In this day and age, this homesteading skill may be amongst the hardest of all to learn. We often find community with like-minded individuals online or maybe across town.

But do you know your next-door neighbor? Take the time to build relationships with the people around you, even if you don´t think you have very much in common.

Strong communities are essential to the long term survival of humans. If SHTF, you are going to want to count on the added security of strength in numbers. Each individual will have unique skills and talents that you may be able to count on in a pinch.

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15 Advanced Homesteading Skills For Preppers

As you quickly discover, learning one homesteading skill will immediately inspire you to learn another.  The more you know, the more you need to know - right?

Here is a list of the more advanced practical skills you will inevitably want to explore in your journey towards self-sufficiency. No matter what kind of prepper you are, or where you live, these homesteading skills will serve you well if and when SHTF.

Let's dive deep here. These homesteading skills build upon and expand upon the ones we just mentioned.

1. Composting

Learn how to recycle your kitchen scraps and other waste into valuable fertilizer for your garden. There are many ways to compost; you can use worms in a vermiculture setup, composting toilets to process human waste, create a hot composting system, or just make a pile in a corner of your yard.

We recommend David the Good´s book Compost Everything to get you started.

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2. Raising Chickens and Other Small Animals

Most people start their journey into raising small animals by keeping a small flock of laying hens. These multi-purpose birds can be put to use processing compost, used in the garden to scratch up planting areas, and will provide you with a valuable source of fats and proteins with their eggs.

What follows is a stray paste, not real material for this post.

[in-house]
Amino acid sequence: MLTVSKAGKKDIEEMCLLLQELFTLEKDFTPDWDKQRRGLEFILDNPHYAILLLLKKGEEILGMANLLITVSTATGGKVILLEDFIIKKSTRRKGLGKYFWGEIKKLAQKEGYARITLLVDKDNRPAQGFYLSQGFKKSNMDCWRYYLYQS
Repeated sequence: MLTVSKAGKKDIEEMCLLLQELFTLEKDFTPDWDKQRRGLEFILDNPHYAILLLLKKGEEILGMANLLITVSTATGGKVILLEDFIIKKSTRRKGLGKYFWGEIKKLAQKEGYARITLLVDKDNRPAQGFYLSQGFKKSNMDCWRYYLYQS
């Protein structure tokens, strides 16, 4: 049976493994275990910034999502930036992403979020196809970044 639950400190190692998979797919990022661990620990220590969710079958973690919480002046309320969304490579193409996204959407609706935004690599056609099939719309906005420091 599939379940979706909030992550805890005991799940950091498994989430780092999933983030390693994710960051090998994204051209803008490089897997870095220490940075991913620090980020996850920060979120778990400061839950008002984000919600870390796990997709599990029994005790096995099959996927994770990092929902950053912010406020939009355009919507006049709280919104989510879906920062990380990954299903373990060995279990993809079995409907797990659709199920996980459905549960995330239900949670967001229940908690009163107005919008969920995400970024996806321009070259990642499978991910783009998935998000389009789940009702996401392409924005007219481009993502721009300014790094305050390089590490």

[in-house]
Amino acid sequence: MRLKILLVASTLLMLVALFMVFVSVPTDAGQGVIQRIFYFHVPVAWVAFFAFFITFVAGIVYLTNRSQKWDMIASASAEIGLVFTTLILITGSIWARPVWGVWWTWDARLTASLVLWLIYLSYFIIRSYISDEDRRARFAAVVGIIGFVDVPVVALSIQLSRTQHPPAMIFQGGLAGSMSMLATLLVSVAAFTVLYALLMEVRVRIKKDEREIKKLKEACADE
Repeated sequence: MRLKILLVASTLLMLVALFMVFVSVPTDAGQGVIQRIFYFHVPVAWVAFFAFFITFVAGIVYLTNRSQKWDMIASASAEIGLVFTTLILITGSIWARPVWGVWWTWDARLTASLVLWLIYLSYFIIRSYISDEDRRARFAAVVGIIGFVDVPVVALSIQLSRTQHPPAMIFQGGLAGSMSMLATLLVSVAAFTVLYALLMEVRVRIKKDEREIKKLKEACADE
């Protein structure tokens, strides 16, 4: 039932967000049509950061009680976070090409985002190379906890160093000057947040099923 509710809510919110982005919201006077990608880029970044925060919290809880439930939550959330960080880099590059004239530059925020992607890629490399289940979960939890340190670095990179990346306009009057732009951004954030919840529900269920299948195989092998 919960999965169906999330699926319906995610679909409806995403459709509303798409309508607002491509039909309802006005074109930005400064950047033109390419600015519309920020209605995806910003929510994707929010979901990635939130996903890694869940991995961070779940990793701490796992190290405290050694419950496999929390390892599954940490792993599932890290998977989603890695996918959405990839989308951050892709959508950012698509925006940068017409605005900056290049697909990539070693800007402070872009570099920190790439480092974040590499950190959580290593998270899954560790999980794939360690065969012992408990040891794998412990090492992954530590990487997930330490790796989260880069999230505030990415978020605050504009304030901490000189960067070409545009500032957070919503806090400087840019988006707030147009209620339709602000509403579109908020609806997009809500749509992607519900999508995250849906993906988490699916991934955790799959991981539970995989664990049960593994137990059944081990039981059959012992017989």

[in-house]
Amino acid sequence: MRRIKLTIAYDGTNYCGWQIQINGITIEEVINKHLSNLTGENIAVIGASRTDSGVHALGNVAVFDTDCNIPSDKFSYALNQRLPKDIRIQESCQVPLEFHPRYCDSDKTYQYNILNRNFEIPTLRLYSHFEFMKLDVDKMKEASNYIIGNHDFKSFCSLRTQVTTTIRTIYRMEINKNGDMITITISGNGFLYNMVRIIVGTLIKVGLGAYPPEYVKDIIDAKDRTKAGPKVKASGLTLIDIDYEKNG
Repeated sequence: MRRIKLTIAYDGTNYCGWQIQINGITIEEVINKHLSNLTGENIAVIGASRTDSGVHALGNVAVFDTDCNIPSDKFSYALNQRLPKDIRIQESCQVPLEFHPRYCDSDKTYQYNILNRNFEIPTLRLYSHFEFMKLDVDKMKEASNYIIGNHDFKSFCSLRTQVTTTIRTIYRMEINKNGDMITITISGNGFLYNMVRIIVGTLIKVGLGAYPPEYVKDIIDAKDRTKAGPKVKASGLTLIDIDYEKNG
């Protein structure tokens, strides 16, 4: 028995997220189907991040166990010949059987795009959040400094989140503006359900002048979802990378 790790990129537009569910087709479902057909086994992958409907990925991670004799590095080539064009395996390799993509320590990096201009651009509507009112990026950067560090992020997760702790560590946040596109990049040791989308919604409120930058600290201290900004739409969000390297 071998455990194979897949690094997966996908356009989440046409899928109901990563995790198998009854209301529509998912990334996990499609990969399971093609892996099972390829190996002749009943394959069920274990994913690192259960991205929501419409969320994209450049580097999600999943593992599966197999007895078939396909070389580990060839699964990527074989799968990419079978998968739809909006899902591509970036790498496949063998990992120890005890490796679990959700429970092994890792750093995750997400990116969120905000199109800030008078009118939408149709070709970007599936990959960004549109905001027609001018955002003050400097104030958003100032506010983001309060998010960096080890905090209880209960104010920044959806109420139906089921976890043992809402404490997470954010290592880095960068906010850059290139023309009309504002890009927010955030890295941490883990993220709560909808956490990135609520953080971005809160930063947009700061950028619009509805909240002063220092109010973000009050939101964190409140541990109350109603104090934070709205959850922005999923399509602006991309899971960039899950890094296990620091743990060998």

Other small animals such as rabbits and guinea pigs can be easily raised in small spaces. These animals can also be a valuable source of fertilizer and soil amendments for your garden.  They can also be butchered for meat and furs.

3. Animal Husbandry

If you have space and time, you may eventually choose to get into the practice of breeding and raising larger animals such as sheep, goats, pigs, or even cattle.

Each of these animals can contribute greatly to a small homestead with milk, cheese, furs or wool, meat, and leather production.

Raising animals can be a way to increase your self-sufficiency in every sense and also provide you with a modest income.

4. Processing you own Meats

If you decide to raise small animals or leap into the world of raising larger ones, you will naturally want to learn how to process your own meat. Harvesting an animal that you have cared for is one of the most intensely satisfying homesteading skills you can acquire.

Each animal has its own way to be processed. If you can´t learn hands-on with a neighbor or a friend, consider investing in Adam Danforth’s book, Butchering Poultry, Rabbit, Lamb, Goat, and Pork.  It is a photographic guide that will walk you through humanely harvesting your animals step by step.

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5. Basic Veterinary Medicine

If you venture into raising small animals or livestock, this is another survivalist homesteading skill you will eventually want to study.

It is easy to entrust the care of your animals to a qualified veterinarian, but you will soon come to realize that there are many things you can simply take care of yourself.

As you gain confidence, you will call the vet less and less. And if SHTF you will be prepared to handle most things yourself.